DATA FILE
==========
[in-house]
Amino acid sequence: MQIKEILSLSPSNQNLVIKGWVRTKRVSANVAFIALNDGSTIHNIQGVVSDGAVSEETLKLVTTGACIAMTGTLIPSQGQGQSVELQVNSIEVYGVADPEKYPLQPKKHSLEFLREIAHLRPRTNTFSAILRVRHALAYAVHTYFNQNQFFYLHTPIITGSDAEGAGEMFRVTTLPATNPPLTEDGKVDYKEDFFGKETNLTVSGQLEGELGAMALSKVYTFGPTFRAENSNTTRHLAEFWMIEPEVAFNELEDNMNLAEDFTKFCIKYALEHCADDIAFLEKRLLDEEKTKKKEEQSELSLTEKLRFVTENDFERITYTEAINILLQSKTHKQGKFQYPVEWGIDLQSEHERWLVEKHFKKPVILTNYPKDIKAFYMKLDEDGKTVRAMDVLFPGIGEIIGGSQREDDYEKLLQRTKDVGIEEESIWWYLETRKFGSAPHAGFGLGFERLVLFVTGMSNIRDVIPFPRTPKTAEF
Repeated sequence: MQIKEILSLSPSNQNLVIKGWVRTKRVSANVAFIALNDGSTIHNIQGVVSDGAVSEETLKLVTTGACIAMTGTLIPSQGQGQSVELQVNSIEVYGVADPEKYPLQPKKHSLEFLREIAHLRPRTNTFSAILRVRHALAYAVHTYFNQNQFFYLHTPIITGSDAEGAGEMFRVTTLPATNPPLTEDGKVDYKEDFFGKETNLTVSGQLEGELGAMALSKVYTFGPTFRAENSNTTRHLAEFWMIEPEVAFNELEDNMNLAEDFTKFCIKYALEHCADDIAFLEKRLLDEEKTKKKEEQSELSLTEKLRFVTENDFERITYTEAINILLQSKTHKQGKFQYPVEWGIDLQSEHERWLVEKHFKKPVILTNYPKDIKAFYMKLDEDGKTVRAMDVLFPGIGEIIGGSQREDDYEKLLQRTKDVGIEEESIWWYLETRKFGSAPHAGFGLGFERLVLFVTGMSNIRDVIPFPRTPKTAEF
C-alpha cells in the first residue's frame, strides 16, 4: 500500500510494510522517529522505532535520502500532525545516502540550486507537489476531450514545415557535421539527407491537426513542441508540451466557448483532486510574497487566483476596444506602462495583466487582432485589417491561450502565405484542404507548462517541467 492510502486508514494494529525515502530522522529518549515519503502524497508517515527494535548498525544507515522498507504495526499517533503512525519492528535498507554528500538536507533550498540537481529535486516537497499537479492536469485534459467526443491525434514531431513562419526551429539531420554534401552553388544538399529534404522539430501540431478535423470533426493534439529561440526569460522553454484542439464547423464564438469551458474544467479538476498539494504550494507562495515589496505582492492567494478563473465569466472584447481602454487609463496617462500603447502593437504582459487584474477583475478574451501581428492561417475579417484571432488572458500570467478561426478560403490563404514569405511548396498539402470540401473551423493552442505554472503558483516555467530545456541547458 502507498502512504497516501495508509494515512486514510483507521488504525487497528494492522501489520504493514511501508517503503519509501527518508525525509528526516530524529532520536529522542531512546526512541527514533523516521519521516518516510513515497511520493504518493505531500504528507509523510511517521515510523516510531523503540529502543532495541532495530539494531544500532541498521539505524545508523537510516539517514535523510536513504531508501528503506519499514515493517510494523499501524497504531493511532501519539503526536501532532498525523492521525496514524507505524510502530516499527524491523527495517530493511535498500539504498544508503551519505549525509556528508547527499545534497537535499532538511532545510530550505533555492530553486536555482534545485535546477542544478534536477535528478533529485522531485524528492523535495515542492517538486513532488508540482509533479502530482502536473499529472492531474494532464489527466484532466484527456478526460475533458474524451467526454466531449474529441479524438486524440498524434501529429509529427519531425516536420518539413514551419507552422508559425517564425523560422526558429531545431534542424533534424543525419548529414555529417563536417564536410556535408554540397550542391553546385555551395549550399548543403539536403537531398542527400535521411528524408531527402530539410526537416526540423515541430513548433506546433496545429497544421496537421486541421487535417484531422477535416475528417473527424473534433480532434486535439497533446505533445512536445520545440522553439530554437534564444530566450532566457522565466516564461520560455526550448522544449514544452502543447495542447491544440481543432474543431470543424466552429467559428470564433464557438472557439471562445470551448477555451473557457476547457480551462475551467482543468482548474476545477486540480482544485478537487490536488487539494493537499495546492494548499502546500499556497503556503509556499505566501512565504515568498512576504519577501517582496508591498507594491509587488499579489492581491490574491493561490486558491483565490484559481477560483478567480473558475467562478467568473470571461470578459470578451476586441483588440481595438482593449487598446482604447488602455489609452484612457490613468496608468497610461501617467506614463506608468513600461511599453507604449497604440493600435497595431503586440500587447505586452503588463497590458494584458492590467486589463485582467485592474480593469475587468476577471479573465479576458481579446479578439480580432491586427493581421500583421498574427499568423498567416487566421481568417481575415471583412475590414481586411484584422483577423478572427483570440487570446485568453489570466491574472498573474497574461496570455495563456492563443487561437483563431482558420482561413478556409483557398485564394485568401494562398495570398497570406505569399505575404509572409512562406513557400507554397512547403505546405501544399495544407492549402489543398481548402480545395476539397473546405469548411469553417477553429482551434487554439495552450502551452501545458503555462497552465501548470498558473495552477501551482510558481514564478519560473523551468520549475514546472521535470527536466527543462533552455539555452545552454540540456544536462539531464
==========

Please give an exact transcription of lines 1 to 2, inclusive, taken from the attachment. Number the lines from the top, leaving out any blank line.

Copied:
[in-house]
Amino acid sequence: MQIKEILSLSPSNQNLVIKGWVRTKRVSANVAFIALNDGSTIHNIQGVVSDGAVSEETLKLVTTGACIAMTGTLIPSQGQGQSVELQVNSIEVYGVADPEKYPLQPKKHSLEFLREIAHLRPRTNTFSAILRVRHALAYAVHTYFNQNQFFYLHTPIITGSDAEGAGEMFRVTTLPATNPPLTEDGKVDYKEDFFGKETNLTVSGQLEGELGAMALSKVYTFGPTFRAENSNTTRHLAEFWMIEPEVAFNELEDNMNLAEDFTKFCIKYALEHCADDIAFLEKRLLDEEKTKKKEEQSELSLTEKLRFVTENDFERITYTEAINILLQSKTHKQGKFQYPVEWGIDLQSEHERWLVEKHFKKPVILTNYPKDIKAFYMKLDEDGKTVRAMDVLFPGIGEIIGGSQREDDYEKLLQRTKDVGIEEESIWWYLETRKFGSAPHAGFGLGFERLVLFVTGMSNIRDVIPFPRTPKTAEF